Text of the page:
Both the surgeons in our study have been doing endoscopic surgery for more than 10 years, so surgeons experience is less likely to affect the outcome. Several surgical procedures and treatments have been introduced to prevent recurrence after open lumbar discectomy, and sequestrectomy has been reported to be effective. Barth M et al. concluded that sequestrectomy has demonstrated significantly less postoperative disc degeneration than standard microdiscectomy after 2 years and may thus represent an attractive treatment alternative [19]. Schick U et al. found that Sequestrectomy does not seem to entail a higher rate of recurrences. The results are as favorable as or better than results after discectomy [20]. Chiang CJ et al. in a porcine spine model showed modified purse-string suture provide effectively sealing for damaged annulus to withstand stresses [21]. Direct repair of annular incision has significantly slowed down degenerative process within discs after discectomy [22]. In our study, 5 recurrences were seen out of 58 patients with annulus preservation (8.62%) and 14 recurrences in 142 patients with annulus resected (9.86%). The difference was not statistically significant. In the percutaneous endoscopic lumbar discectomy, many surgeons expect to preserve the complete annulus, which has the advantage of preserving the normal motion segment without causing adhesions in the operative field. However, it is associated with the higher chance of incomplete surgery. In our results, the recurrence rate of annulus preservation and annulus resection after successful removal of the pathologic disc was not statistically significant. It suggests that if feasible completely remove the pathologic disc, in spite of annulus resection. However long-term follow up may give more insight into the progression of disc degeneration.

CONCLUSION

In conclusion, the age, disc degeneration scale, and multilevel HNP are significant risk factors for early relapse. Chances of early recurrence after successful discectomy is common after PELD compared to the open lumbar discectomy. We should counsel the patient about early relapse in presence of high-grade disc degeneration at multiple levels. Moreover, absolute bed rest after percutaneous endoscopic lumbar discectomy for a few days will help in decreasing the early recurrence rate.

ACKNOWLEDGEMENTS

We would like to acknowledge scientific team members Ms. Jae Eun Park and Ms. Sol Lee for providing assistance in acquiring full-text articles and managing digital works.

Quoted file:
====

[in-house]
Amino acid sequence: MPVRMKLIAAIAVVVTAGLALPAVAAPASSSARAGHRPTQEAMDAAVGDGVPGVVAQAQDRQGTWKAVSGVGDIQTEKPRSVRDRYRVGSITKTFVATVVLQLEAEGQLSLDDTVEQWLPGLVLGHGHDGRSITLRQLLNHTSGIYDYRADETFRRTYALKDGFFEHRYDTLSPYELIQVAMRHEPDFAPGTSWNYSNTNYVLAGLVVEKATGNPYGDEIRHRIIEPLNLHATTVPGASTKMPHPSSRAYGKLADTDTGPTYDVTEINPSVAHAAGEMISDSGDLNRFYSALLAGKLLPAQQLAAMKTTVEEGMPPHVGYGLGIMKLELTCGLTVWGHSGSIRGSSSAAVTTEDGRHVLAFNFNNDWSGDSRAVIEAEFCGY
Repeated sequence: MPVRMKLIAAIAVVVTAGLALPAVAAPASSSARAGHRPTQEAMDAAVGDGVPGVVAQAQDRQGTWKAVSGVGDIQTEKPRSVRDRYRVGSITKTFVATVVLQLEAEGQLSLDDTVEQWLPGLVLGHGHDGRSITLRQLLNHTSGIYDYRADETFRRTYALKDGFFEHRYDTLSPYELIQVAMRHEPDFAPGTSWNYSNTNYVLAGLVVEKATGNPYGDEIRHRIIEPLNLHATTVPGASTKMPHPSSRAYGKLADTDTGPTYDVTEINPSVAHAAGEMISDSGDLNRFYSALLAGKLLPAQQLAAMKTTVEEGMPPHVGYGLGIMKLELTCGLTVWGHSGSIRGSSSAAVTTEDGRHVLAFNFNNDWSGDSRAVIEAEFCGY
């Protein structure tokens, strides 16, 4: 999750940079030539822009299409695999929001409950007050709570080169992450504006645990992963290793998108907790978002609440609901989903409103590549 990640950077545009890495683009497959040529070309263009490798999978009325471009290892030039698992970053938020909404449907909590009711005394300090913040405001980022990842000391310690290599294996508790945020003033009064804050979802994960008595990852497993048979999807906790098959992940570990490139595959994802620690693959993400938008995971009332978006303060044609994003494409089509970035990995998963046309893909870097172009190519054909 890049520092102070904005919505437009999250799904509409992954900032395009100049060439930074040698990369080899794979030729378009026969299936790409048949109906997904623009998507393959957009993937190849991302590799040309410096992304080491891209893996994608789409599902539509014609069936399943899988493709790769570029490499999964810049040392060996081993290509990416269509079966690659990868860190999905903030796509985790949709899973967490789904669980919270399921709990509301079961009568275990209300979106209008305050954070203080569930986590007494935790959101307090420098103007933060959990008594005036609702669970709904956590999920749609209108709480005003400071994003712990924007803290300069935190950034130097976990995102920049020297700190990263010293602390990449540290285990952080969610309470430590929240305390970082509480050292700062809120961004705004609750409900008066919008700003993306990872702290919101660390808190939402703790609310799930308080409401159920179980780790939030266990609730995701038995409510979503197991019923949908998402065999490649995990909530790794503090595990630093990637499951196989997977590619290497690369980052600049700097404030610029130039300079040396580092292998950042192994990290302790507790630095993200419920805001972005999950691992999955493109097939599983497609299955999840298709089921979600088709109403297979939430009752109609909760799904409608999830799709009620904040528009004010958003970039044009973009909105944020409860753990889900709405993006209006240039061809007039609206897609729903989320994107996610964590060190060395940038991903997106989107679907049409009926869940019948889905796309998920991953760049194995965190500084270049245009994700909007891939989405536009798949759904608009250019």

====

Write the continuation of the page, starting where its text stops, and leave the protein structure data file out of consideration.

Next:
Fig. 1.
Ⓐ Inside out technique: working cannula docked inside the disc. Ⓑ Outside in technique: working cannula docked to obtain half in and half out view of a disc.
jmisst-2018-00325f1.jpg
Fig. 2.
Ⓐ, Ⓑ Pre-operative sagittal and axial MRI showing L4-L5 disc herniation. Disc degeneration seen predominantly in the L4-5 disc, rest of the discs are within normal limits.
jmisst-2018-00325f2.jpg
Fig. 3.
Ⓐ, Ⓑ Immediate postoperative sagittal and axial MRI image after PELD.
jmisst-2018-00325f3.jpg
Fig. 4.
Ⓐ, Ⓑ Recurrence of disc herniation after 3 months of PELD of the same patient as in figure 2 and 3, which operated with microscopic lumbar discectomy.
jmisst-2018-00325f4.jpg
Fig. 5.
Ⓐ Sagittal MRI image of the lumbar spine shows multiple degenerated discs with a significant disc herniation at the L4-5 level. Ⓑ The Immediate postoperative sagittal image of the lumbar spine of the same patient showing disc fragment removal with adequate decompression. Ⓒ Sagittal MRI image of the same patient showing early recurrence at the one-month postoperative period.
jmisst-2018-00325f5.jpg
Table 1.
Groups of patients with different surgical approaches and use of anti-adhesive agent
Group Number Approach Anti-adhesive
A 50 Inside out +
B 50 Outside in -
C 50 Inside out -
D 50 Inside out +
Table 2.
Factors considered in evaluating relapse rate after PELD
Factors Sub-Factors Related 1 Related 2
Life Factors Age
Gender
Disc Factors Disc Degeneration Scale DeCandido- scale 1-3
Combined HNP 0 level to 3 levels
Disc Herniation Event First
Second
Operation Factors Anti-Adhesive Agent + / -
Disc Location Central, Paracentral, Foraminal
Annulus Preservation along the Disc Protrusion
Approach Inside-Out Group A, C, D
Outside-In Group B
Segmental Stability Factors Herniated Disc Level
Disc Height: Middle of Discal Space Herniated Disc(Upper+Lower/2)
Segmental Dynamic Motion Discrepancy of Flexion/Extension
Table 3.
Preoperative and postoperative VAS score
Group Follow-up (months) Mean Age (years) Recurrence (9.5%-19/200) VAS Pre-op VAS Final follow up
Group A 21.12±4.57 47.78±17.38 12% (6/50) 8.06±0.74 1.44±0.54
Group B 12.54±3.41 45.52±14.40 4% (2/50) 8.34±0.63 1.34±0.59
Group C 19.00±4.42 46.38±16.89 6% (3/50) 8.14±0.57 1.86±0.86
Group D 19.82±2.73 47.16±15.64 16% (8/50) 8.10±0.65 1.84±0.68
Table 4.
Relation of age with recurrence
Group (Yrs) Patients (n) Recurrence % p-value
<40 79 3 3.79 0.003
41-60 78 14 17.9
>60 43 2 4.6
Total 200 19 9.5
Table 5.
The relation between degree of degeneration and recurrence
Group Patients (n) Recurrence % p-value
Scale 1 32 0 0 0.003
Scale 2 90 7 7.7
Scale 3 78 12 15.3
Total 200 19 9.5
Table 6.
Relation of adjacent level HNP with recurrence
Group Patients (n) Recurrence % p-value
0 level 85 3 3.5 0.001
1 level 82 9 10.9
2 level 25 5 20
3 level 8 2 25
Total 200 19 9.5
Table 7.
Summary of the factors studied and its relation to recurrence
FACTORS SUB-FACTORS RELATION Recurrence
Level Total %
Life Factor Age + ~40 years: 3/79 3.79%
41~60 years 14/78 17.9%
61 years~ 2/43 4.6%
Sex -
Disc Factor Degeneration Scale + Scale 1 0/32 0%
Scale 2 7/90 7.7%
Scale 3 12/78 15.3%
Combined HNP + 0 Level 3/85 3.5%
1 Level 9/82 10.9%
2 Level 5/25 20%
3 Level 2/8 25%
Disc type (1st/recurrence) -
Operation Factor Anti-adhesive agent + Use 14/100 14%
No Use 5/100 5%
Disc location + Central 1/18 5.56%
Foraminal/Far Lateral 2/44 4.5%
Inferior/Superior/Paracentral 16/138 11.59%
Annulus Preservation -
Approach -
Segmental Stability Factor Disc level + L1-2/L2-3/L3-4 2/51 3.92%
L4-5 17/149 11.41%
Disc height + ~80% 4/23 17.4%
81~100% 8/98 8.2%
101%~ 7/79 8.8%
Dynamic motion -